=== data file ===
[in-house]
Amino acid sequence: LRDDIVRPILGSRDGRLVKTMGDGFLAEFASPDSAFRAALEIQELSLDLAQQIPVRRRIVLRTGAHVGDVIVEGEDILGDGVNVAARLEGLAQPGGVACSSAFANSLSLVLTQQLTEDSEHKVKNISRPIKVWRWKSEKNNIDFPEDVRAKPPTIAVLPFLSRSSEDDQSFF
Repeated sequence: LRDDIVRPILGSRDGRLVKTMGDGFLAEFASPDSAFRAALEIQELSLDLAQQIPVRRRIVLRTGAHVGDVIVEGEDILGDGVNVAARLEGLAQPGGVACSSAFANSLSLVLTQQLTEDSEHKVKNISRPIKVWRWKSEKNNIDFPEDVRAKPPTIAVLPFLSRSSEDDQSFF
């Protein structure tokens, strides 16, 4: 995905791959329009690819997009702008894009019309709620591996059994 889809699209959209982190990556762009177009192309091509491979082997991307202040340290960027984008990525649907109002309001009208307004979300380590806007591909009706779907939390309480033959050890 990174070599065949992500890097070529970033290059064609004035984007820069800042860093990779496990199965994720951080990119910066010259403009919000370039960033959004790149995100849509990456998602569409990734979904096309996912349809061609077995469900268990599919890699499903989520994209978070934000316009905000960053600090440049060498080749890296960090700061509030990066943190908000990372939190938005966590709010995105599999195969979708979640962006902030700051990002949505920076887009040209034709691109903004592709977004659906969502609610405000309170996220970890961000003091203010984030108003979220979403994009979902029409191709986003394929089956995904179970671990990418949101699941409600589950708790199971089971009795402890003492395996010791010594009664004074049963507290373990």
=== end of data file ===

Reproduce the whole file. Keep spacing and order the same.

[in-house]
Amino acid sequence: LRDDIVRPILGSRDGRLVKTMGDGFLAEFASPDSAFRAALEIQELSLDLAQQIPVRRRIVLRTGAHVGDVIVEGEDILGDGVNVAARLEGLAQPGGVACSSAFANSLSLVLTQQLTEDSEHKVKNISRPIKVWRWKSEKNNIDFPEDVRAKPPTIAVLPFLSRSSEDDQSFF
Repeated sequence: LRDDIVRPILGSRDGRLVKTMGDGFLAEFASPDSAFRAALEIQELSLDLAQQIPVRRRIVLRTGAHVGDVIVEGEDILGDGVNVAARLEGLAQPGGVACSSAFANSLSLVLTQQLTEDSEHKVKNISRPIKVWRWKSEKNNIDFPEDVRAKPPTIAVLPFLSRSSEDDQSFF
């Protein structure tokens, strides 16, 4: 995905791959329009690819997009702008894009019309709620591996059994 889809699209959209982190990556762009177009192309091509491979082997991307202040340290960027984008990525649907109002309001009208307004979300380590806007591909009706779907939390309480033959050890 990174070599065949992500890097070529970033290059064609004035984007820069800042860093990779496990199965994720951080990119910066010259403009919000370039960033959004790149995100849509990456998602569409990734979904096309996912349809061609077995469900268990599919890699499903989520994209978070934000316009905000960053600090440049060498080749890296960090700061509030990066943190908000990372939190938005966590709010995105599999195969979708979640962006902030700051990002949505920076887009040209034709691109903004592709977004659906969502609610405000309170996220970890961000003091203010984030108003979220979403994009979902029409191709986003394929089956995904179970671990990418949101699941409600589950708790199971089971009795402890003492395996010791010594009664004074049963507290373990």